Half human, half lion, all hero.
Seymour resident Mark Murry, 30, has published a book, “Leoman,” about a Christian superhero with autism.
Murry recently was recognized by Unity of Indiana for authoring the book and being a person with high-functioning autism himself.
Unity of Indiana is an Indiana-based agency whose mission is to assist individuals with special challenges by advocating, networking and resourcing services to promote quality of life. The organization’s intent is to empower individuals to pursue their life goals and dreams, according to unityofindiana.com.
Lori Tharp-Tabor is with Unity of Indiana and is Murry’s case manager.
“Quarterly, I have team meetings with everyone who’s a part of his team, and for him right now, his team consists of me, his case manager and Stevie Davis, his behavioral specialist,” Tabor said. “We serve all counties in the state of Indiana and featured Mark as a success story through our company.”
She said Mark is a remarkable man, and she believes there are a lot of people who would find his story very interesting.
Mark Murry and his wife, Dorothy, were high school sweethearts and met while attending Brownstown Central High School. They have been married for six years and have a three-year-old daughter, Annabelle.
Mark was diagnosed with autism at age 2½, then came up with the concept for the book when he was 10, he said.
“I was inspired by Marvel’s Spider-Man, and the very first Spider-Man movie I saw was the one in 2002 starring Tobey Maguire,” he said. “That was my inspiration to write ‘Leoman.’”
Mark said he started writing the book several years ago, and it took him three years to write it, and now, he has fulfilled God’s purpose and his lifelong dream of becoming an author.
“The book was published Feb. 9, 2021, by Archway Books in Bloomington, a self-publishing company with Simon & Schuster,” he said. “Leoman is 16-year-old Leon Garrett, who is also high-functioning autistic and a Christian believer, so the book is actually a Christian superhero book.”
Mark said when the main character, Garrett, was just a toddler, there was a lab accident where his mother worked as a wildlife veterinarian biologist.
“This accident caused lion DNA to be absorbed into his body and kind of mutated his own DNA and gave him lion-like powers, like speed, strength, agility,” he said. “The powers are a combination of Beast and Wolverine from the X-Men movies.”
Now a teenager, Garrett is a photography intern working at the newspaper in Sedalia City, Indiana, when his best friend, Joe Vantrice, begins talking one day at lunch about an urban legend that Leon was purportedly secretly involved with while living in another town.
There is no question Joe believes in the Beast of Salemburg, who disappeared four years ago. But what he does not know is that Leon is not who he thinks he is.
Leon is really Leoman, a half human, half lion superhero. After his identity emerges during a violent confrontation, Leon confesses his secret to Joe. As he continues his investigations into crimes involving superhuman vigilantes while worrying if Joe will keep his monumental secret, now only time will tell if Leon can outwit the police, who are hot on his trail, and stay true to his mission.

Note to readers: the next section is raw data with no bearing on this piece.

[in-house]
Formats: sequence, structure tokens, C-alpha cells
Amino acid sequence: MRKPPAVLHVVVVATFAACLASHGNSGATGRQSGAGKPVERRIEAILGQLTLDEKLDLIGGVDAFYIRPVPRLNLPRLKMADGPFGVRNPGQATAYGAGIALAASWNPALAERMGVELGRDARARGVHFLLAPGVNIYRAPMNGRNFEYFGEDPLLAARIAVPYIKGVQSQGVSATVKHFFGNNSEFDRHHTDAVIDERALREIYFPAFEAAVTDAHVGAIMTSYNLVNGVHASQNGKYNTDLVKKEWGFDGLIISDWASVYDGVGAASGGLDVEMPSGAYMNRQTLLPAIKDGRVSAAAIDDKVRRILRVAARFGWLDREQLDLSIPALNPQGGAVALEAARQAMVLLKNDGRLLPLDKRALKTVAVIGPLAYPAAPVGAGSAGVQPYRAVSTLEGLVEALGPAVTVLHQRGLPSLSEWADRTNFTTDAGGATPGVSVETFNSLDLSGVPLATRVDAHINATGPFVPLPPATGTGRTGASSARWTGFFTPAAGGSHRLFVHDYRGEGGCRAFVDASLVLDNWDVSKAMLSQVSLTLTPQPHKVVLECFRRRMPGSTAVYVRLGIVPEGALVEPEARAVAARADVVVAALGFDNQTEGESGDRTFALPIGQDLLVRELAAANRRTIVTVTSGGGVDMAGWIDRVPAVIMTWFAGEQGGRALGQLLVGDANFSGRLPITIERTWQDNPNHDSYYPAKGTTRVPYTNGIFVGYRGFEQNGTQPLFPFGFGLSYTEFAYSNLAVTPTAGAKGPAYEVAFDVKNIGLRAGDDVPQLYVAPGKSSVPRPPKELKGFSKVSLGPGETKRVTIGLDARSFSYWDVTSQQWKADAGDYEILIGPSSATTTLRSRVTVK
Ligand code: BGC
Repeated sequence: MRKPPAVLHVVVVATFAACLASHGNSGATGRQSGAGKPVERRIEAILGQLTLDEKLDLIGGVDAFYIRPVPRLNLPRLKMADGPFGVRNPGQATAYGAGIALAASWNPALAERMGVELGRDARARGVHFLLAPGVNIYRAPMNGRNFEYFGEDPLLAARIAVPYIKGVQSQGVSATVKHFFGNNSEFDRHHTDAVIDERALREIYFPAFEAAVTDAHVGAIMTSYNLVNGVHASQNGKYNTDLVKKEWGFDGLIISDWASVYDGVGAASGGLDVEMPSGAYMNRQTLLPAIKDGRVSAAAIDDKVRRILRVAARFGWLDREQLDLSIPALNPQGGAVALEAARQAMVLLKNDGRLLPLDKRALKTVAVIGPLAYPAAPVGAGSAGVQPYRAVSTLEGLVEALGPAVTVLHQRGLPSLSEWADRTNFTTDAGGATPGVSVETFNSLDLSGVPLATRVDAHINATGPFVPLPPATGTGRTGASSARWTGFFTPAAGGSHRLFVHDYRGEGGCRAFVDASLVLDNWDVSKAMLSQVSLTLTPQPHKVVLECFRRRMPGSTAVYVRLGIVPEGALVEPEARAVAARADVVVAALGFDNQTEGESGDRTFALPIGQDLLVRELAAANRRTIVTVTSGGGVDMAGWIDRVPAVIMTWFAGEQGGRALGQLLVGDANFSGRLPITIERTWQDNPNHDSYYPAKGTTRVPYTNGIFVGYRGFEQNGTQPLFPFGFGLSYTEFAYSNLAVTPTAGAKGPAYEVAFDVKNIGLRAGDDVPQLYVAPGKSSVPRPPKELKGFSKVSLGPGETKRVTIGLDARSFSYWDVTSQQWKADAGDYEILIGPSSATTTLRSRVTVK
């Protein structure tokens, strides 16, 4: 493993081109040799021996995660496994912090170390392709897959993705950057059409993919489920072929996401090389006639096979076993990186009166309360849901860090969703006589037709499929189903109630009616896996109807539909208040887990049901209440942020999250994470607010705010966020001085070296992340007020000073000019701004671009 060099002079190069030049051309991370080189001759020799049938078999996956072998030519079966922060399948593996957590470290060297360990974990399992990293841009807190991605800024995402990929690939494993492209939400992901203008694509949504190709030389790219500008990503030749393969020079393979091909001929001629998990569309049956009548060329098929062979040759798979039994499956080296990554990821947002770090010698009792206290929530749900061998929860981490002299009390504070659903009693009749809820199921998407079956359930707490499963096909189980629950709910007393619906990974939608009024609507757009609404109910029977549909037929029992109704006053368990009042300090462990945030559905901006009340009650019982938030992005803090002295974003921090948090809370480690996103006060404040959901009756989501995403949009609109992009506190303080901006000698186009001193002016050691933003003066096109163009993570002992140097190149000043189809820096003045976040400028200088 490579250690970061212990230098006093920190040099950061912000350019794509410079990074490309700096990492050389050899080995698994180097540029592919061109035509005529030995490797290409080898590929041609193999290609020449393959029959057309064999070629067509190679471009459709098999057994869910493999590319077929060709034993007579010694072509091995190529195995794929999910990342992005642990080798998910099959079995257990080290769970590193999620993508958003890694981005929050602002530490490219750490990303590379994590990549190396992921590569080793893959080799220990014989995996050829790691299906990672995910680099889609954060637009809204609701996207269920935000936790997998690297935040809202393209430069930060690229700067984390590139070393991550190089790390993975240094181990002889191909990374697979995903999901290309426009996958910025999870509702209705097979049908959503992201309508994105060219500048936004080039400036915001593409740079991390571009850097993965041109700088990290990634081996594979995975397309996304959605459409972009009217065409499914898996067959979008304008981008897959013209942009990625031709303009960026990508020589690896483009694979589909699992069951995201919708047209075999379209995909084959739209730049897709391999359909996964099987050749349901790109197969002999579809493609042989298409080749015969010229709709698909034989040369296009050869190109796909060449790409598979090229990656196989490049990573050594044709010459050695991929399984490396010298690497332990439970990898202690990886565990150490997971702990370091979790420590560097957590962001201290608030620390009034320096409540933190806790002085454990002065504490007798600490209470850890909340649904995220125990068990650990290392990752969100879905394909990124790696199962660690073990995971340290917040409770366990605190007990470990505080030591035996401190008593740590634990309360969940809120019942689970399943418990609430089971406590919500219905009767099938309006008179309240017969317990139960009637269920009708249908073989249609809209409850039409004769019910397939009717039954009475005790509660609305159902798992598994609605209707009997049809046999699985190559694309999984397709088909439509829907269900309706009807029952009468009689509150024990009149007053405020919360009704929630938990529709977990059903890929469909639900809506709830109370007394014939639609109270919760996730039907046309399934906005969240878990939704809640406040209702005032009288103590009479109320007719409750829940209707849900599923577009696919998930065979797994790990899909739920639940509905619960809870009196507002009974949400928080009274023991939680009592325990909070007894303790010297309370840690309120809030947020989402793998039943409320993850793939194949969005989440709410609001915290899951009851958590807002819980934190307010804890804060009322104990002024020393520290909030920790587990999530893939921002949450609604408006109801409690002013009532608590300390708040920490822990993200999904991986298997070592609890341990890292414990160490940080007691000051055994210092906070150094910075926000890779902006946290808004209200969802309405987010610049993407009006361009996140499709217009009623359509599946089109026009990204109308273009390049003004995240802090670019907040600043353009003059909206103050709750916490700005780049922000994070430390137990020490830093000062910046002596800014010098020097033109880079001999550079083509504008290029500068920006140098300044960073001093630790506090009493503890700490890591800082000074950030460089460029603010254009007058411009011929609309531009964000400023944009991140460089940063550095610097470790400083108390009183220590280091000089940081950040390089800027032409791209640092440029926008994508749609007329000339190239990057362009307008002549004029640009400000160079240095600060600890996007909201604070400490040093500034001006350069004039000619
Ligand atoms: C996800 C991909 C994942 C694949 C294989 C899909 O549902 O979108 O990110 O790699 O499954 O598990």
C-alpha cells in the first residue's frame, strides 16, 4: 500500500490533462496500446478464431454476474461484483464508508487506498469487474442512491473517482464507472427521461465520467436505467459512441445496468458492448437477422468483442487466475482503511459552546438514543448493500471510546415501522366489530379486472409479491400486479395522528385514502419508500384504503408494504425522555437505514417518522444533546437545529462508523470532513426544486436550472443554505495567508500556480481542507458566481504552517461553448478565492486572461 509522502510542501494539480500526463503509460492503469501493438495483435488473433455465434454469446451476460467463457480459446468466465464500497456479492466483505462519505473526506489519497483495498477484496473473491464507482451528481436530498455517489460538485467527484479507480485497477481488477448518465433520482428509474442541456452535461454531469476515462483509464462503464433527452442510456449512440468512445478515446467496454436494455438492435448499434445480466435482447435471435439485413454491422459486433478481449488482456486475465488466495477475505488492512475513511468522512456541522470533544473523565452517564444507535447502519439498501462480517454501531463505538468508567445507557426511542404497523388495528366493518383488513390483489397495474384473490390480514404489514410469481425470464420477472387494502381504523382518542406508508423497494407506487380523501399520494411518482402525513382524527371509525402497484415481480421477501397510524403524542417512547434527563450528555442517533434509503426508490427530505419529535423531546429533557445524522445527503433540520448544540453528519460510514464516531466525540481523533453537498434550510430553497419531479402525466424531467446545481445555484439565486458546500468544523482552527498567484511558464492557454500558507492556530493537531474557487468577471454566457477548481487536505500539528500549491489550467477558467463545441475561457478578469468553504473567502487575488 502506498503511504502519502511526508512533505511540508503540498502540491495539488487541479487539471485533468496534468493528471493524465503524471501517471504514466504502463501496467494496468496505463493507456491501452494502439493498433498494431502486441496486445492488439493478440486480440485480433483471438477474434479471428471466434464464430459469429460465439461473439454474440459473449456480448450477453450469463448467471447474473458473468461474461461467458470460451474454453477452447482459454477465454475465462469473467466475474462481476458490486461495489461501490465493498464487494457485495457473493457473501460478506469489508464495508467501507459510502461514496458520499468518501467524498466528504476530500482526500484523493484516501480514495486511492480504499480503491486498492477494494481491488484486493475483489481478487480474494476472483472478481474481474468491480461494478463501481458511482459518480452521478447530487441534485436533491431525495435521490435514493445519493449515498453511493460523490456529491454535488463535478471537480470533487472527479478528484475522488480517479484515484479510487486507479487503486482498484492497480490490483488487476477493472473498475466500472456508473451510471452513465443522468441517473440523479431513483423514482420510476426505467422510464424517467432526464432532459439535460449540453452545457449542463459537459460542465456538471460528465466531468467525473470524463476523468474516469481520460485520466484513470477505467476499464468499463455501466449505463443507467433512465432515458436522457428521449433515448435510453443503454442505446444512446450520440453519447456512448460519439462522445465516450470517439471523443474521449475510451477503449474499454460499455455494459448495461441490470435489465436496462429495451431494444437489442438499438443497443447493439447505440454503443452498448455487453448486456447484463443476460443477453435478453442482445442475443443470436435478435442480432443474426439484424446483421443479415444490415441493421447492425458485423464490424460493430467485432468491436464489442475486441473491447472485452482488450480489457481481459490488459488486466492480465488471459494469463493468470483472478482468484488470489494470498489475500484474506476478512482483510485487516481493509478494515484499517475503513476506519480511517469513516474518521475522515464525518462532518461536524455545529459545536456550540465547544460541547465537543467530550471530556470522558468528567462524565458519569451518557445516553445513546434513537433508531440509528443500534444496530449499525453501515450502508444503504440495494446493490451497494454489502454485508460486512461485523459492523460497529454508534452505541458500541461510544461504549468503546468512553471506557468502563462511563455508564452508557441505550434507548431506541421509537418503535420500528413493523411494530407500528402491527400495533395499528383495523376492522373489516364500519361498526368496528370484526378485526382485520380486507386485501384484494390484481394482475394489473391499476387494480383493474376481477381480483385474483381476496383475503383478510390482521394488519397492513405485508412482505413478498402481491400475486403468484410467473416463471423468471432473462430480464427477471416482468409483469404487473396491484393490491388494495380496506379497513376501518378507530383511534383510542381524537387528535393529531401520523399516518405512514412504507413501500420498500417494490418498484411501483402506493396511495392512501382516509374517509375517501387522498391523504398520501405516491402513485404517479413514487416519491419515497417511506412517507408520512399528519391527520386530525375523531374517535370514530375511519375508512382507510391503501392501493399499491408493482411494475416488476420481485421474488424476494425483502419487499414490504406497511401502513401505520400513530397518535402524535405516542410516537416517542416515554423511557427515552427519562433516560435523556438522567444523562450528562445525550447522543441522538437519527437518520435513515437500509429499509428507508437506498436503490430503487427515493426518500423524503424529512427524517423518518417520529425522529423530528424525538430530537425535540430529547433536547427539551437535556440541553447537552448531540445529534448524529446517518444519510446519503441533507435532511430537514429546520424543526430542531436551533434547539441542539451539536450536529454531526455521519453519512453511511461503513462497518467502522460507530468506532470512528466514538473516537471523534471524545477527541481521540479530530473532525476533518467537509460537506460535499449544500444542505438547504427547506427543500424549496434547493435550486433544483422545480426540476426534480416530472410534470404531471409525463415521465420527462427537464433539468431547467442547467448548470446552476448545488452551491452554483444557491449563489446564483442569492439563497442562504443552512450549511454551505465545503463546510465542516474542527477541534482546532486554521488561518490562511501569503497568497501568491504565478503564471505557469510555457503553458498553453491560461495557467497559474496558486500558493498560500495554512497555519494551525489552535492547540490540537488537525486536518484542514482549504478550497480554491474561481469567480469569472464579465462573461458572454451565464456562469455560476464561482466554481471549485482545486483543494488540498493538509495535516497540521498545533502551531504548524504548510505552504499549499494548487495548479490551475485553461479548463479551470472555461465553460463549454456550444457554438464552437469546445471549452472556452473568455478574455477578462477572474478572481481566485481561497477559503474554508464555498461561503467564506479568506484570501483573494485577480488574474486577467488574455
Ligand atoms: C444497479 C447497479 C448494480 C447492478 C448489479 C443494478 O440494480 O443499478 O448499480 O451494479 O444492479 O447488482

“Leoman” is the tale of a teenage superhero who must rely on his lion-like abilities to rescue the innocent from criminals with dark intentions.
Murry created several original illustrations of the book characters, which he hand drew and colored. He keeps them in a binder, although there are no illustrations in the book. A few of the drawings include Leoman, Leon Garrett, Leon’s best friend, Joe Vantrice, Police Chief Blake Barrett, Dr. Amanda Garrett and some villains.
Dorothy said the book is for any age reader, but preteens and teenagers would especially like it.
“There are plot twists, a love interest and it’s really an interesting book and also very inspirational,” she said. “Mark was honored by Unity of Indiana because he wrote the book and is autistic himself, which could be inspirational to people with different abilities. I was born with cerebral palsy, so we are big advocates for people with different abilities.”
She said the reason the book was published in Bloomington is because they lived there for a while.
“That’s when COVID happened, and we realized we were missing home. Seymour and Brownstown are our home,” Dorothy said. “It’s funny because when we were about 18, we wanted out of our small towns, and now, we’re home again, and we just bought our first home in July.”
Several of the characters in “Leoman” are based on real-life people. Annie Jones, Leon Garrett’s love interest in the book, is based on Dorothy.
“Amanda Garrett, who is Leon’s mom, is based on my mother, Melinda Murry, who currently lives in New Albany but used to live in Seymour,” Mark said. “Police Chief Blake Barrett (Leon’s dad) is based on my dad, Mike Murry, who passed away from COVID two years ago.”
Mike wasn’t a policeman in real life, but he was another kind of hero.
“My dad served in the United States Air Force for 20 years during the Cold War, then the later half of the Vietnam War,” Mark said. “Then he was vice president of Austin Tri-Hawk Automotive for over 20 years, and then later in life, he went into business with my older brother, Matt Murry, chief executive officer of Touchdown Business Solutions recruiting company.”
Mark works at the recruiting company part time as an administrative assistant and also works part time at Penn Station sub shop in Columbus.
“Leoman” can be found on archwaypublishing.com, barnesandnoble.com and amazon.com. Reviews for the book can be helpful and would be appreciated, Mark said. He has already started working on his second book.